Neil Young keeps cranking out new albums. Just a little over six months after his latest archives release Young Shakespeare, the 75-year-old Canadian-American singer-songwriter issued Carnegie Hall 1970 last Friday (October 1), the first of six releases in a new official bootleg series. And just like Young Shakespeare, Carnegie Hall 1970 is a true live gem featuring solo renditions of early Young tunes on acoustic guitar and piano.
As Young notes on his Neil Young Archives website, the album captures a performance at New York City’s famous concert venue from December 4, 1970. Young makes it a point to specify that it is the early show, given there is a released bootleg for the midnight show. Not only is this a previously unreleased solo concert, but it is based on mixes made from the multi-track recording that was made by sound engineer Henry Lewy that night. The quality is superb and far superior to your usual bootleg.
Let’s get to some music. Here’s the first track Down by the River. The tune initially appeared on Young’s sophomore album Everybody Knows This Is Nowhere from May 1969. This is a great stripped back version of what originally is an electric rock-oriented tune.
I Am a Child is a song Young first recorded with Buffalo Springfield for the band’s third and final album Last Time Around that appeared in July 1968. Love this version!
Next up: Southern Man, another great acoustic rendition of a tune that originally was recorded as an electric rock song. It first appeared on Young’s third studio album After the Gold Rush, which at the time of the Carnegie show was his new album that had come out in September 1970.
One of my favorite early Neil Young tunes is Sugar Mountain, a song he composed on November 12, 1964, his 19th birthday. It was first formally released as the B-side to Young’s 1969 single The Loner in the form of a live recording that been captured during a November 1968 performance. What I love about the Carnegie version are Young’s attempts to involve the audience. Since it doesn’t work, he keeps starting over, getting a bit frustrated in the process. You really can picture it!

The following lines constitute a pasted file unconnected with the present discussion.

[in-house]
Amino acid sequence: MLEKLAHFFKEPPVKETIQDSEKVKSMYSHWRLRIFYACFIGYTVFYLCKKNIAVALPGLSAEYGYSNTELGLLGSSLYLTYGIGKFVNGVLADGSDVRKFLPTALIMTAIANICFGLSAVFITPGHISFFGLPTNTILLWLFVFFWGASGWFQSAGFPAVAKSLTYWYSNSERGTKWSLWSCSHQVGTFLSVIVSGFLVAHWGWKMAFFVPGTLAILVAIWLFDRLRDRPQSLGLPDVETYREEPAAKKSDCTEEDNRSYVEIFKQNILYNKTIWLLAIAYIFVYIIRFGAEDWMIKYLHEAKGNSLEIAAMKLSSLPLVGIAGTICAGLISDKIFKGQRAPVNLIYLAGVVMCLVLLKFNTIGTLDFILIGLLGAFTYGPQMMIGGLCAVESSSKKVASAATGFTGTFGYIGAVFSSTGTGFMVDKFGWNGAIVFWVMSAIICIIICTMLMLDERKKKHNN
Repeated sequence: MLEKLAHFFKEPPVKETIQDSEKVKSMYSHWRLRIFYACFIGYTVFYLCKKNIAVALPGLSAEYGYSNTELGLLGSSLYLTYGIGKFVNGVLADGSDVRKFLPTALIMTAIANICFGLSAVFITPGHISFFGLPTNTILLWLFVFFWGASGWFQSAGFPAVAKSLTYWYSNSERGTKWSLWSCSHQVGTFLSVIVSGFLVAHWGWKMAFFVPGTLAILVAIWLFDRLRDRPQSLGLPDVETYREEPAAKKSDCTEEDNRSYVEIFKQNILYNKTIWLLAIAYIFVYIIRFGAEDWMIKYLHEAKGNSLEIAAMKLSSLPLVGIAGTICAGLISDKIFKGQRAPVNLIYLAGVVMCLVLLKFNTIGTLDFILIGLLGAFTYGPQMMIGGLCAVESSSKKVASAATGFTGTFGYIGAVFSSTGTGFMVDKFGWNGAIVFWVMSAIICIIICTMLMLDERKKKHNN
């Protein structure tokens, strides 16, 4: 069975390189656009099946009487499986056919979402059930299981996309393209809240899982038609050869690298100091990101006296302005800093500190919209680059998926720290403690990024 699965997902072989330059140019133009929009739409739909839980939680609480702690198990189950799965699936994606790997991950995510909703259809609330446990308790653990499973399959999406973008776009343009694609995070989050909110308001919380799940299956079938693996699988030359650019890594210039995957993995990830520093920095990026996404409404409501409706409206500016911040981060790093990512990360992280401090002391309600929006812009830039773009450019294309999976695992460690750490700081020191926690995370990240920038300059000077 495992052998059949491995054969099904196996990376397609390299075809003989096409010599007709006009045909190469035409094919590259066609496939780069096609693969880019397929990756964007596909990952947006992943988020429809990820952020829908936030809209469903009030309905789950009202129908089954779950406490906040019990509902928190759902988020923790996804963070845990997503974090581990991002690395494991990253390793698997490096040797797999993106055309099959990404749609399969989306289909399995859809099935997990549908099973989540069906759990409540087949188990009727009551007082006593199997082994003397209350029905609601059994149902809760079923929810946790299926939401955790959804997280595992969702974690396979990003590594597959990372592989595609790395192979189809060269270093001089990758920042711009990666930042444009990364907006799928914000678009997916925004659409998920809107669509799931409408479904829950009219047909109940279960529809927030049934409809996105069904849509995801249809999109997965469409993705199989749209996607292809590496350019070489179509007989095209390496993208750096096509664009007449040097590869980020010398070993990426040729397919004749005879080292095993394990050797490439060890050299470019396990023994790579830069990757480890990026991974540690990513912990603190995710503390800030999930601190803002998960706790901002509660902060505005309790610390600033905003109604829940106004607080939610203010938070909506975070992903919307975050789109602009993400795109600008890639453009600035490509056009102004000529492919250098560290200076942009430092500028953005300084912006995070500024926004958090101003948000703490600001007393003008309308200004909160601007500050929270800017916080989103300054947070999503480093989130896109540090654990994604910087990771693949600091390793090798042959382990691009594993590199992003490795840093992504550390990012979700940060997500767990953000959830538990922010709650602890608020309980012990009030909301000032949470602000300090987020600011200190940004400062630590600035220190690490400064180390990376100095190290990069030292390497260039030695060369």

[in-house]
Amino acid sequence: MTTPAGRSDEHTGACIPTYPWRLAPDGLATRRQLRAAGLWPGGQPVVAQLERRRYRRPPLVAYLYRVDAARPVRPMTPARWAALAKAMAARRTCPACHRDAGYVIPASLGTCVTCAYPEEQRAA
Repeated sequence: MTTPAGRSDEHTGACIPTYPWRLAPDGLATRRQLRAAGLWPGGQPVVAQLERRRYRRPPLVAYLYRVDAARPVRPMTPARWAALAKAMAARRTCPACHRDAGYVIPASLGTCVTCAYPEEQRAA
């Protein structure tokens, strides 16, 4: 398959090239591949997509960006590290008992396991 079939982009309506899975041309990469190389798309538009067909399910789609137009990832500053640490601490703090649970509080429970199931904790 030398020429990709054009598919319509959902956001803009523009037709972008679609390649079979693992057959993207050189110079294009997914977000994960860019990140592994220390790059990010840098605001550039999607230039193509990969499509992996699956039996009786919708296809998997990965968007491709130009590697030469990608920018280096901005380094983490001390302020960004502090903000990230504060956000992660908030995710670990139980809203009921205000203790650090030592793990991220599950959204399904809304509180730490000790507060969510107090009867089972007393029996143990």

Let’s do a tune Young performed on piano: After the Gold Rush. The title track of the above noted album is another of my all-time favorite Young songs. Some of the notes he hits sound a bit peculiar. I think Young was still in his early years of learning the piano. Nevertheless, it’s a great rendition.
I could go on and on here, but all things must pass. The final track I’d like to call out is Bad Fog of Loneliness, then a new tune that had not been released at the time of the show. In fact, it had not even been recorded yet. Young would do so in 1971 but not release the song until 2007 on the album Live at Massey Hall 1971.
Here is the album’s full track list:
1. Down By The River
2. Cinnamon Girl
3. I Am A Child
4. Expecting To Fly
5. The Loner
8. Southern Man
9. Nowadays Clancy Can’t Even Sing
10. Sugar Mountain
11. On The Way Home
12. Tell Me Why
13. Only Love Can Break Your Heart
14. Old Man
15. After The Gold Rush
16. Flying On The Ground
17. Cowgirl In The Sand
18. Don’t Let It Bring You Down
20. Bad Fog Of Lonliness
22. See The Sky About To Rain
23. Dance Dance Dance
Originally, Young had planned to launch his official bootleg series in April 2021 with the release of six albums. Then things changed. “But you know what happened…Fires and floods, Covid…”, he wrote on his website. Upcoming releases in the bootleg series include Royce Hall. January 30, 1971, Dorothy Chandler Pavillion. Feb 1, 1971, Under the Rainbow. Nov 3, 1973, The Bottom Line. Citizen Kane Jr. Blues’ May 16, 1974 and The Ducks – ‘Trick of Disaster’ August 1977.
“Of the six releases still coming at you [now five – CMM], four [now three – CMM] are our own multi track masters, so they will sound amazing – much better than the original bootlegs you may have heard,” Young further wrote. “One of the other two is the original tape it was recorded on. We remastered it.” Sounds like Neil Young fans have much they can look forward to.
Sources: Wikipedia; Neil Young Archives website; YouTube